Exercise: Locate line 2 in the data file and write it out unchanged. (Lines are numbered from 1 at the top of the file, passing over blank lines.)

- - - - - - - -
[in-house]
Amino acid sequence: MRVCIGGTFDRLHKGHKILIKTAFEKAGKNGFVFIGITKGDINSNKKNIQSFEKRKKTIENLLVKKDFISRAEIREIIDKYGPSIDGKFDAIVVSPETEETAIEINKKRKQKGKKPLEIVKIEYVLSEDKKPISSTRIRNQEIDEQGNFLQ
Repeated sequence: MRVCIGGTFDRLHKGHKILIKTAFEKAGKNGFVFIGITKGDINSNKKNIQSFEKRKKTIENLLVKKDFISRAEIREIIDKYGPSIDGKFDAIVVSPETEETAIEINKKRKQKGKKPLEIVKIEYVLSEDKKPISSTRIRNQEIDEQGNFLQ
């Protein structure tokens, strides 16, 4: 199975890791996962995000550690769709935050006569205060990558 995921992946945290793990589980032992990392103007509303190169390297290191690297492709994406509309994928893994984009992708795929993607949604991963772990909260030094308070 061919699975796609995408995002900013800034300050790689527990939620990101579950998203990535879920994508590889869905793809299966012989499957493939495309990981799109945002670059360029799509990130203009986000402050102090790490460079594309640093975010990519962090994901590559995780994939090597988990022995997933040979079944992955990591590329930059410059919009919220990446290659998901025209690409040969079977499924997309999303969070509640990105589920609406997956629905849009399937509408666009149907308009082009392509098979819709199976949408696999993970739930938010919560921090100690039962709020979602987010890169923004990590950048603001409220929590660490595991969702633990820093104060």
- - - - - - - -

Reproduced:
Amino acid sequence: MRVCIGGTFDRLHKGHKILIKTAFEKAGKNGFVFIGITKGDINSNKKNIQSFEKRKKTIENLLVKKDFISRAEIREIIDKYGPSIDGKFDAIVVSPETEETAIEINKKRKQKGKKPLEIVKIEYVLSEDKKPISSTRIRNQEIDEQGNFLQ